Analysis Of Sansad TV Discussion: ”Why BIMSTEC Matters?”
GS 2: Important International Institutions, Groupings & Agreements Involving India and/or Affecting India’s Interests, Regional Groupings, India and its Neighbourhood
- India recently participated in the 5th BIMSTEC (Bay of Bengal Initiative for Multi-Sectoral Technical and Economic Cooperation) Summit hosted in virtual mode by Sri Lanka, the current chair of BIMSTEC.
What was the theme this year?
- The Summit’s theme “Towards a Resilient Region, Prosperous Economies, Healthy People” captures the main current priorities of member states, and the efforts by BIMSTEC to develop cooperation activities that support member states’ programmes to deal with the economic and development consequences of the Covid-19 pandemic.
- The main outcome of the Summit was the adoption and signing of the BIMSTEC Charter, which formalizes the grouping into an organization made up of member states that are littoral to, and dependent upon, the Bay of Bengal.
- The Bay of Bengal Initiative for Multi-Sectoral Technical and Economic Cooperation (BIMSTEC) is a regional organization that was established on 06 June 1997 with the signing of the Bangkok Declaration.
- Initially known as BIST-EC (Bangladesh-India-Sri Lanka-Thailand Economic Cooperation), the organisation is now known as BIMSTEC and comprises seven Member States with the admission of Myanmar on 22 December 1997, and Bhutan and Nepal in February 2004.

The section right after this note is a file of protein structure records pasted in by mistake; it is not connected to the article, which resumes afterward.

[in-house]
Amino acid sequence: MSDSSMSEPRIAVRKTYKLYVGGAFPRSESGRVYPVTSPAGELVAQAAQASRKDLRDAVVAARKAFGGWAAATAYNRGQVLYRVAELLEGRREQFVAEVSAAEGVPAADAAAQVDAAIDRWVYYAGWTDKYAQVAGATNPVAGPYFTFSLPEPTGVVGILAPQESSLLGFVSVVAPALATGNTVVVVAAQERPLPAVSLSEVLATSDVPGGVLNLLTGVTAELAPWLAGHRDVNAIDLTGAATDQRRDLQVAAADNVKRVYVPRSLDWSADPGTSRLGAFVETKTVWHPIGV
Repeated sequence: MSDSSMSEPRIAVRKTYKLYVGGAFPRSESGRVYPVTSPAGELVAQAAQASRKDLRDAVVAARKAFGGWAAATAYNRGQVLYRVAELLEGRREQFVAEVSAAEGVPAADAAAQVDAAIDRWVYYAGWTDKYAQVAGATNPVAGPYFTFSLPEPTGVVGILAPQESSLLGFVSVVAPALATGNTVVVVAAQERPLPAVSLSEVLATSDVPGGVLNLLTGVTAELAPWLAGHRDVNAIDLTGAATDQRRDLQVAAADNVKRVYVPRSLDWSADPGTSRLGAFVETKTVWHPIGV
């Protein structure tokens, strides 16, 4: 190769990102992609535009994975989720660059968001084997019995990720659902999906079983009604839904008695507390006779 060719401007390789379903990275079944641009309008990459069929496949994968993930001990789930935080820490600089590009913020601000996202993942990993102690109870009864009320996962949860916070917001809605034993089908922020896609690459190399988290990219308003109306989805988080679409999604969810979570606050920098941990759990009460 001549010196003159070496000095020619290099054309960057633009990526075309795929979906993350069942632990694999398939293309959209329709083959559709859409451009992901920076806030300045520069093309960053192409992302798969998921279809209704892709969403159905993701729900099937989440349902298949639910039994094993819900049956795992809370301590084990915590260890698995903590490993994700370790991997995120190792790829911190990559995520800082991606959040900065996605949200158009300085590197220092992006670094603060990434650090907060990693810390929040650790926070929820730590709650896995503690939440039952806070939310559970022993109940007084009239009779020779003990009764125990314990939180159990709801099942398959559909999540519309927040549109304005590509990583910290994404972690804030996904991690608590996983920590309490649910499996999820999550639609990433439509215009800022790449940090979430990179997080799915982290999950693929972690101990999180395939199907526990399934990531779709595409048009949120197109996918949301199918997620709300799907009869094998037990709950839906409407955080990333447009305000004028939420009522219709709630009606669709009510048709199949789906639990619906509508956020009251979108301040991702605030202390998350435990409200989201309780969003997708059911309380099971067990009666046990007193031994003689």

- BIMSTEC’s institutional evolution has been gradual. Following a decision at the Third BIMSTEC Summit in 2014, the BIMSTEC Secretariat was established in Dhaka, Bangladesh, in that same year, providing an institutionalized framework for deepening and enhancing cooperation.
- The fifth summit in Colombo is a crucial marker in this regard as leaders of the seven members adopted the Bimstec Charter that defines its goals and long-term vision.
- This is a major achievement as it establishes the institutional architecture for the grouping.
- This is indeed a foundation for further deepening and broadening of cooperation within the regional grouping.
Importance of BIMSTEC
- With 21.7 per cent of the world’s population and a combined GDP of $3.8 trillion, BIMSTEC has emerged as an influential engine of economic growth.
- Recent developments in Europe have raised question marks over the stability of the international order. In this context, it has become important to make BIMSTEC regional cooperation more active.
- BIMSTEC Centre for Weather and Climate is important for cooperation in disaster management, especially disaster risk reduction.
- Convention to combat terrorism has become active since last year which is very important for the security of respective member countries.
BIMSTEC & India
- For India, BIMSTEC is a compelling idea. Owing to the failures of the South Asian Association for Regional Cooperation—largely due to India’s problems with Pakistan—and the lengthening shadow of China’s influence in the region, Bimstec holds considerable promise as a ‘SAARC minus Pakistan’, with Myanmar and Thailand thrown in for good measure.
- Bimstec, in fact, is a bridge between South and Southeast Asia. India is the dominant economy within this grouping with a GDP of $3 trillion and population of 1.4 billion. Bimstec’s combined GDP is $4 trillion, or 4% of global GDP in 2021, and it has 22 % of the world’s population.
- However, India’s standard of living expressed in terms of income per head of the population is only $2,116 in 2021 and is much lower than that of member countries like Thailand, Sri Lanka and Bhutan.
- With such fundamentals, closer integration of the Bay of Bengal community promises to be beneficial for member nations.
With our region facing challenges of health and economic security, the need of the hour is unity and cooperation. Today is the time to make the Bay of Bengal bridge of connectivity, the bridge of prosperity, and the bridge of security.